Say, for example, we have a society of 1000 people, and everyone made a $1000 a week.  There is no government, so this is what their take-home pay is.

They decide to have a government, so they enlist 200 people to run it.  They want the best and brightest, so they pay them $1200 a week.  So that’s $240,000 a week to run the government just in payroll.

If everybody paid at the same tax rate, it would take 23% of their paychecks to pay for the government payroll alone.  So where their take-home pay was $1000 a week before, it is now $770.  The public sector employees would take home $924. 

So the smaller the government, the more money that people get to keep of what they make. 
Government jobs are good for those who have them, but they are a burden on everyone else, so government must be as small as possible if it is to benefit us, just like you don’t want to pay more for a car or an appliance than you have to.


Our focus should be on bringing American jobs back to the States.  When we made all of our own stuff, we had jobs for everyone.  We need to admit that we were wrong on free trade.  A country has a responsibility to provide jobs for its own people.  

Wednesday, May 27, 2015

The Problem with Trade Agreements


Senator Mark Kirk (May 27) makes the case that we should ratify the new trade agreement with the Pacific Rim countries, because this is supposed to be good for American jobs; and nations, and people, who would not want such an agreement are isolationists, protectionists, have their heads in the sands, and pretend that the world is flat.

That’s enough to shut down any debate with opponents who should feel embarrassed to raise any objections.  But if anyone had the courage to challenge this thinking, this is what they might say:

A nation has a responsibility to take care of its own people first.  We are not doing that, because we cannot provide enough jobs for our people.  So they rely on the government for assistance, and this takes enormous amounts of money from everybody else to pay for this.

The only way we can provide good jobs for all of our people is to make all of our own stuff here.  We used to do this, and jobs were always plentiful.  As the population increases, demand increases, and so do the jobs.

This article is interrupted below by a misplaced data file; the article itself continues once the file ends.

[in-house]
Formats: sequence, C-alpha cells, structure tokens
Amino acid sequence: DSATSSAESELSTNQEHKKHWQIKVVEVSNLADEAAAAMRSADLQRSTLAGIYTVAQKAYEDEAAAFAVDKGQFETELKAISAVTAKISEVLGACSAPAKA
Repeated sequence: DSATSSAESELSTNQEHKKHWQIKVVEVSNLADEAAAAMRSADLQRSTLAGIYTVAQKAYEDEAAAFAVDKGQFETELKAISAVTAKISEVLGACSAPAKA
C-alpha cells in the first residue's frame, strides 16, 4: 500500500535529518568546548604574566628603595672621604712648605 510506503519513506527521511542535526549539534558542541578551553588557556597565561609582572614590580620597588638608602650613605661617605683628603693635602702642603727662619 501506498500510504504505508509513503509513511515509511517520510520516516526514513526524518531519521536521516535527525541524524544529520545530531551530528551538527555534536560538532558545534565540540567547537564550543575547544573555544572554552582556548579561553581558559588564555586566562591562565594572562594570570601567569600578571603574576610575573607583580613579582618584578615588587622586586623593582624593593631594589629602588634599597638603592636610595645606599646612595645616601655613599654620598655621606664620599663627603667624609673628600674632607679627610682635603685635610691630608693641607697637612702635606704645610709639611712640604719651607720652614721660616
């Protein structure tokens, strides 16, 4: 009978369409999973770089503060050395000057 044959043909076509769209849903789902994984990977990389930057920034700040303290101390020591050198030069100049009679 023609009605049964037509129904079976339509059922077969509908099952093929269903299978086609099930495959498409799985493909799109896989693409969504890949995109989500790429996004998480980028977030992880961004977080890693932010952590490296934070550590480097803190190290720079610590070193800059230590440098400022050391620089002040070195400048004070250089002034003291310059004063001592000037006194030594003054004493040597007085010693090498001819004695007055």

But now our politicians are trying to sell us the idea that the key to jobs and our prosperity is in exports, selling our goods to the whole world.  However, there are a number of problems with this thinking.

First, it takes the control of our country’s prosperity out of our hands and puts it in the hands of everybody else.  If other countries are in an economic downturn, then we will be too, because they won’t be buying as much of our products. 

Secondly, for years we have known of other countries manipulating their currency to make their goods cheaper relative to ours.  We haven’t been able to stop them then, and we won’t be able to stop them now.

And, thirdly, treating the world as one large economy essentially makes all nations equal.   By that I mean that all standards of living will gradually meet somewhere in the middle.  Rich nations will become poorer, and poor nations won’t get much richer.  The jobs will gravitate toward the countries with the lowest labor costs, regulations, etc.  Competing with 200 nations is like flooding the labor market with workers.  Those who get the jobs will be the ones who pay the least.

Kirk believes that without free trade our exports won’t be bought by other countries, even though our products are the best in the world.  Not quite.  When we used to make all of our own stuff, we always had the opportunity to buy foreign products.  They were always more expensive, but nobody minded paying a little more if they thought the product was better than ours.  So if our products are indeed better than others, there will always be a market for them. 

Our country is in a deep economic crisis.  The biggest single reason for this we don’t have enough jobs for our people, because we sent so many of them overseas.  All this increased the cost of social services, and in our search for the money to pay for all this, we take more money from our companies, making overseas locations looking even better.

This trend can and must be reversed.  Our national debt can cause our economy to collapse.  And what drives the debt the most is the amount of people dependent on the government, because there aren’t enough good jobs here for them.

All imports should be taxed.   A trade agreement is not forever.  We made a mistake. 

In our nation’s history, we have gone through periods of taxing imports and periods of not taxing imports.  In the 1920s, we probably led the world in exports, and imposing and raising tariffs dampened our economy at a time when we sorely needed jobs.

The fact is that since we started free trade agreements in the 1990s, we have sent millions of our jobs overseas, and we are no longer able to provide good jobs for the people of our country.  Our trade deficits run into the billions of dollars every month, and this hurts our economy even more.